“You can’t tell me what to do!” – How pride affects our marriages.

A few days ago, I was in local grocery store where I live, and overheard a conversation between an employee of the store and a customer. The employee had made a very polite attempt to ask the customer to please have her child sit down in the cart, because she was worried the child might fall out (crazy idea I know). Instead of replying “oh, no problem!” and asking her child to sit down, the customer retorted “Don’t try and tell me how to parent my child!”, and left the store.

As I went about the rest of my day that day, I couldn’t help but think about what I saw, and how that kind of attitude – the one that says “You can’t tell me what to do! I can do whatever I want!” – no matter how wrong or idiotic it may be – seems to be getting more prevalent these days. Instead of accepting correction or advice, people now tend to reply “well, that works for you, but don’t try to push your opinion on me”, even when it comes to the safety of their own children, as in the example above. That mother’s pride prevented her from accepting what was obviously a well intended, and much needed, correction. What does this have to do with marriage? Hear me out.

How often do we have the same “you can’t tell me what to do, I’m doing it my way” attitude with our wives when they come to us and present us with an issue they see in us that needs worked on? Now we may not say it out loud, but in our heads we’re thinking “Yeah right, you want me to work on that? Don’t get me started on things that you need to work on!”, instead of really hearing what she’s saying, and taking it to heart. Why do we do this? Most of it comes from our good friend PRIDE. We don’t want to admit we have anything to work on. It takes a good bit of humility to say “wow, you’re right hon, I haven’t been doing very well in that area.” It takes even more humility to sincerely ask our wives periodically “Hey hon, how am I doing lately? Is there anything you’ve seen in me that I need to work on?”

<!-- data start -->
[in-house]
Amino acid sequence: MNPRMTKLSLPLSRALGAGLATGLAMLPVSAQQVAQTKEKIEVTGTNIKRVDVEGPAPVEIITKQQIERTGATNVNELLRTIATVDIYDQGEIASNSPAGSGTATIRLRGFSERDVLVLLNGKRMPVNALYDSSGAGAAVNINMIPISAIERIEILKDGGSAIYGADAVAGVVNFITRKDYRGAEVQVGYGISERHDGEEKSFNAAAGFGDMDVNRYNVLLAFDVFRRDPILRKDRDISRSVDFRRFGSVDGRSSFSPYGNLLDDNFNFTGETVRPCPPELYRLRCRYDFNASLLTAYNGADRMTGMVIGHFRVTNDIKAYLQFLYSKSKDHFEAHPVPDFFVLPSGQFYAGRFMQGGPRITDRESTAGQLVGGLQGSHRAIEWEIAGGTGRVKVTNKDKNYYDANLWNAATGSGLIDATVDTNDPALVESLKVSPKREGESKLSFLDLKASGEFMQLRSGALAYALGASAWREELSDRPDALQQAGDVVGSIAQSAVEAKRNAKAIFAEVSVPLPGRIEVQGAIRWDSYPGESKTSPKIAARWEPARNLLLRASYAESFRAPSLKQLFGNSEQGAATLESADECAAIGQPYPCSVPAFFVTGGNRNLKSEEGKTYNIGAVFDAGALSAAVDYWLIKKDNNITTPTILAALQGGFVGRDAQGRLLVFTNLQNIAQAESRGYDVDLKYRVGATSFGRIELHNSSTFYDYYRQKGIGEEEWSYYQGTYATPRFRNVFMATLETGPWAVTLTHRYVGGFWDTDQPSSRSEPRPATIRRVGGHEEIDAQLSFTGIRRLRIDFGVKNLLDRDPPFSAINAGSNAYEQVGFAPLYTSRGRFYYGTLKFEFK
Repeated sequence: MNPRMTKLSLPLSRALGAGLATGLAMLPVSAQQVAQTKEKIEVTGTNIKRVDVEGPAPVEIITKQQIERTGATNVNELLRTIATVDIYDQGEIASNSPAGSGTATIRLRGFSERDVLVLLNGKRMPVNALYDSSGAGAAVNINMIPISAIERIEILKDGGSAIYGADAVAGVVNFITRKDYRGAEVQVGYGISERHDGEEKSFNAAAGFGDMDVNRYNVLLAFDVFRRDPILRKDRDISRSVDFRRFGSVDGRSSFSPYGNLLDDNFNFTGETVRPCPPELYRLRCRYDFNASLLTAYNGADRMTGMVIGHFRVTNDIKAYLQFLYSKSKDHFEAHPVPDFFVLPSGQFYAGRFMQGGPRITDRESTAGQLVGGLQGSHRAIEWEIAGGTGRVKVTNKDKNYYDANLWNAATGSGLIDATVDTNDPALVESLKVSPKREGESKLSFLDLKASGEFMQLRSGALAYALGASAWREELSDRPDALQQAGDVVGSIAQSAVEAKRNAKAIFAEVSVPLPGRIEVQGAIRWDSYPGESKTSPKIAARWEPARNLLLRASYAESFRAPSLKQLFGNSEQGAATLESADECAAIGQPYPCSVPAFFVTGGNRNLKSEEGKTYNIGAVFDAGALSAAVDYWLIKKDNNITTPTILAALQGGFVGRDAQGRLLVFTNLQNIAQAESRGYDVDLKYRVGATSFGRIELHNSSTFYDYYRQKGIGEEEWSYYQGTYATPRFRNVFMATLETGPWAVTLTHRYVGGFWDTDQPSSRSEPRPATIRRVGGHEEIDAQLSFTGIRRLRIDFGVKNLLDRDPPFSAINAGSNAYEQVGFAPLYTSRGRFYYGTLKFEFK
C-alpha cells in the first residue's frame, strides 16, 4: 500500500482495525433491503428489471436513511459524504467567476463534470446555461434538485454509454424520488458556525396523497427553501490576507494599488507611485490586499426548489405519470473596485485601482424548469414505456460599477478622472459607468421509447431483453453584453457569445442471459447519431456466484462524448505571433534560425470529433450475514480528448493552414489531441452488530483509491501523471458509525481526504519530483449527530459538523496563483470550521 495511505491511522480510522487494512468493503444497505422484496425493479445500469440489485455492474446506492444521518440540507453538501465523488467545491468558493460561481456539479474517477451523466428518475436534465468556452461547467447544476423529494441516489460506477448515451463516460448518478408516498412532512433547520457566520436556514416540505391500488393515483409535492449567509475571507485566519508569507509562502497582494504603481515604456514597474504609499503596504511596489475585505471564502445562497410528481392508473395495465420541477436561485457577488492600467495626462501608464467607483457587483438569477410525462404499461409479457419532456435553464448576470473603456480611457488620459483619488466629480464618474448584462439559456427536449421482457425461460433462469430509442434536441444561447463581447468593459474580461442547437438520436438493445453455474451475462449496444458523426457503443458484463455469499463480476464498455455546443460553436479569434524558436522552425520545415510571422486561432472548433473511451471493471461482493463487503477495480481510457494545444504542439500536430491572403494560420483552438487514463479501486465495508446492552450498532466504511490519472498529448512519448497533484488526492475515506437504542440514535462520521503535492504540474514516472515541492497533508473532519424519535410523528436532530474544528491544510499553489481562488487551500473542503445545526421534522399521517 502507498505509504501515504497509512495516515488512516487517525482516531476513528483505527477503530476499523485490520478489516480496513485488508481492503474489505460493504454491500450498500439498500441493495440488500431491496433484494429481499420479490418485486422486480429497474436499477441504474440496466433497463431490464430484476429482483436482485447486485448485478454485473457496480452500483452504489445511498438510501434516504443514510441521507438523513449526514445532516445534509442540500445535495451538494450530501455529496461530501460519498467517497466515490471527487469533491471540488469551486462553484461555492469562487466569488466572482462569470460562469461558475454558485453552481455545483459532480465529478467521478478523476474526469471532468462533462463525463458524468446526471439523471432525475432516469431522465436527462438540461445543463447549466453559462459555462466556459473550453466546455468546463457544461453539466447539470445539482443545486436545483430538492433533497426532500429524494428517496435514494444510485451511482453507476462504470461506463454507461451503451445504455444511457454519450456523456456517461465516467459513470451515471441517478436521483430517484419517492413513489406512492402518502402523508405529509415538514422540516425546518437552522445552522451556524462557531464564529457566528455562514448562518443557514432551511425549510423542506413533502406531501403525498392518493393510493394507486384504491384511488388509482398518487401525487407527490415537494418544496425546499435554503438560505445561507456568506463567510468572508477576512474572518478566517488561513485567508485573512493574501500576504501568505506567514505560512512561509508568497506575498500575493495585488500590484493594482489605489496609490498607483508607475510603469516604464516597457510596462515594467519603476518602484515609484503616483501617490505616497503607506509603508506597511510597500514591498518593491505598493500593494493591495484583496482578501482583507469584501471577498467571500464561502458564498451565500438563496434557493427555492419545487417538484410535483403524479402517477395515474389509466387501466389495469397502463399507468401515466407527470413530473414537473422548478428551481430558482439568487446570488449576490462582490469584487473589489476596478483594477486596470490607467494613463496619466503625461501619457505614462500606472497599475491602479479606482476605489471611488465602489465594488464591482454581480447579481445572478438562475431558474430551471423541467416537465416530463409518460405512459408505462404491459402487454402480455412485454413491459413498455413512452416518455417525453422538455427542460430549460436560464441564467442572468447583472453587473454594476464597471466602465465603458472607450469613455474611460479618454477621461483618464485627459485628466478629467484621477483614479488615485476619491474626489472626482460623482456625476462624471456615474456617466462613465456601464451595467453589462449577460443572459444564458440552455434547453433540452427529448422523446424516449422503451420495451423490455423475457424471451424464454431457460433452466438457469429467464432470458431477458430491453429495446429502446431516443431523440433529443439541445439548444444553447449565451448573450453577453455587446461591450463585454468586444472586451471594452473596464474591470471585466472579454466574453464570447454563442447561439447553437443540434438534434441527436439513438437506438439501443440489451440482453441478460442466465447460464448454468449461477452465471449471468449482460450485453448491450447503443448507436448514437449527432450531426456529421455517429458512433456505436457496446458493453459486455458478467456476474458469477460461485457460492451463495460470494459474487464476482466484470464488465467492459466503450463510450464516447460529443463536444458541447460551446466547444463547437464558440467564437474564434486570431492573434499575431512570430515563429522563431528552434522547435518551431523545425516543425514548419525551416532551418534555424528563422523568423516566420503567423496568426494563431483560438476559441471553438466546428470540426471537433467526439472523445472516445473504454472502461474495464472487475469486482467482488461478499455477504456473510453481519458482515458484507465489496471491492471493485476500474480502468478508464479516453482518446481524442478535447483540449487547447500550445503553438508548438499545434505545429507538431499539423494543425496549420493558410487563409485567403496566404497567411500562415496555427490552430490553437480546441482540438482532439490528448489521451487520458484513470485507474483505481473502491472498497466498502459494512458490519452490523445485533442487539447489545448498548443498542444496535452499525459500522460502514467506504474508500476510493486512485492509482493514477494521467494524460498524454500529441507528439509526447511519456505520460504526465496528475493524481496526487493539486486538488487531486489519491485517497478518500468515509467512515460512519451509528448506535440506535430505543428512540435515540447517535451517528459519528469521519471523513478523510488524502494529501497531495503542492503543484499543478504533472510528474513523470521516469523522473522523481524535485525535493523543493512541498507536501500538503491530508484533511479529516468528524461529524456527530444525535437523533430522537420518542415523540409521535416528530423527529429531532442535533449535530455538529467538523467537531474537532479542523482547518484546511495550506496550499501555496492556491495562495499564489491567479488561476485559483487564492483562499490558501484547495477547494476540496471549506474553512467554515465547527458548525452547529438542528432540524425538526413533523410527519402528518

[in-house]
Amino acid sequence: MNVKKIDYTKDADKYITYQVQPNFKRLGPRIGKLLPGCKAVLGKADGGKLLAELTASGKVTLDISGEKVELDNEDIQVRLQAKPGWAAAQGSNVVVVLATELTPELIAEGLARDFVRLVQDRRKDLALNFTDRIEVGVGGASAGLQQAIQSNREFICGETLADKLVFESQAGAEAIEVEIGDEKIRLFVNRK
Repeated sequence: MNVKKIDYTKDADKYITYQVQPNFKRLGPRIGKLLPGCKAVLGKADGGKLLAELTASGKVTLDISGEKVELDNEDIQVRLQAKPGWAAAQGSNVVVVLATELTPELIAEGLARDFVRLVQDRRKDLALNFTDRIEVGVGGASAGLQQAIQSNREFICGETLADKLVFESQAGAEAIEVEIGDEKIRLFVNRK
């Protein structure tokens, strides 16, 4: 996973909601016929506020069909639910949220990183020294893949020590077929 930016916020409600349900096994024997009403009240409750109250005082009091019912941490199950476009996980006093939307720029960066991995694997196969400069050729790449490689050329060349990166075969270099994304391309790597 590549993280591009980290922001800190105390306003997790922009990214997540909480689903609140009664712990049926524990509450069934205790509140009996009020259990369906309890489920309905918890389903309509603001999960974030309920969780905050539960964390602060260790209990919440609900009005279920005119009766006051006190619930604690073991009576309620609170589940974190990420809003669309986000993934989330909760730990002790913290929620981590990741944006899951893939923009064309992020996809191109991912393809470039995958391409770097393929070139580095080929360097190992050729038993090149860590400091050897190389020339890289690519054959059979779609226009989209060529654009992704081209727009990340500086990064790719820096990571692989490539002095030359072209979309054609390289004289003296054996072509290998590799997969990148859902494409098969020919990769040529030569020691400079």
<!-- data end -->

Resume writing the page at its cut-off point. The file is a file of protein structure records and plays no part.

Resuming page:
Or how about when you’re both struggling with an issue in your marriage. Doesn’t matter what it is. Both of you know you need to get advise from a counselor, your pastor, or even another trusted couple. But for the sake of pride, you don’t. You live with it. For years. Really?! Why do we put ourselves through this? Because we convince ourselves that no other couple is struggling with any issues. We must be some kind of “failure couple” that doesn’t have the great marriages that “all of our friends seem to have”. Wanting to salvage our pride, we hide it. We act like we have it all together when we’re around other couples, and then when we get home we go to our separate rooms, and continue to live out our lives in a dead marriage. Sad isn’t it? Maybe pathetic would be a better word (sorry, I didn’t say this would be an easy post to read).

If there’s something in your marriage that needs addressed, no matter who’s at fault, address it! Don’t let the elephant in the room set up camp and live there!